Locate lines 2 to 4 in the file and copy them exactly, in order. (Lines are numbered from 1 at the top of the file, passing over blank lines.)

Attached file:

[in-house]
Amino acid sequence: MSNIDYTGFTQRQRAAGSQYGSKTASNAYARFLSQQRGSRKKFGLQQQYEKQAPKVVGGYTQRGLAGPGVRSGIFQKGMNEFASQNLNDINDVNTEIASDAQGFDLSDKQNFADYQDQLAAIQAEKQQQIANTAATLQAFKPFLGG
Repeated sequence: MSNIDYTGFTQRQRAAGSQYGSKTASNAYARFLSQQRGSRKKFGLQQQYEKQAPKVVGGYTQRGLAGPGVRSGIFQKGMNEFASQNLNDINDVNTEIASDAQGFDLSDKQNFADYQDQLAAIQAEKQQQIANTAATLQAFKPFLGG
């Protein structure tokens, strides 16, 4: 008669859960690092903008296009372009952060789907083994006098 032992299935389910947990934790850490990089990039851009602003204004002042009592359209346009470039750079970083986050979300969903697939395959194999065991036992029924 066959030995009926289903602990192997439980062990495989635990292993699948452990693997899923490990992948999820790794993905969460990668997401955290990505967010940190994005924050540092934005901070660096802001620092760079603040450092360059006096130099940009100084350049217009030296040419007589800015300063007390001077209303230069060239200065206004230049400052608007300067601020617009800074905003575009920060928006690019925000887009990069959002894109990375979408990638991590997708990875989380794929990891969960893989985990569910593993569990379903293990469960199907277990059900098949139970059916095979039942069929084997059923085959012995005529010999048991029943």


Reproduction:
Amino acid sequence: MSNIDYTGFTQRQRAAGSQYGSKTASNAYARFLSQQRGSRKKFGLQQQYEKQAPKVVGGYTQRGLAGPGVRSGIFQKGMNEFASQNLNDINDVNTEIASDAQGFDLSDKQNFADYQDQLAAIQAEKQQQIANTAATLQAFKPFLGG
Repeated sequence: MSNIDYTGFTQRQRAAGSQYGSKTASNAYARFLSQQRGSRKKFGLQQQYEKQAPKVVGGYTQRGLAGPGVRSGIFQKGMNEFASQNLNDINDVNTEIASDAQGFDLSDKQNFADYQDQLAAIQAEKQQQIANTAATLQAFKPFLGG
């Protein structure tokens, strides 16, 4: 008669859960690092903008296009372009952060789907083994006098 032992299935389910947990934790850490990089990039851009602003204004002042009592359209346009470039750079970083986050979300969903697939395959194999065991036992029924 066959030995009926289903602990192997439980062990495989635990292993699948452990693997899923490990992948999820790794993905969460990668997401955290990505967010940190994005924050540092934005901070660096802001620092760079603040450092360059006096130099940009100084350049217009030296040419007589800015300063007390001077209303230069060239200065206004230049400052608007300067601020617009800074905003575009920060928006690019925000887009990069959002894109990375979408990638991590997708990875989380794929990891969960893989985990569910593993569990379903293990469960199907277990059900098949139970059916095979039942069929084997059923085959012995005529010999048991029943």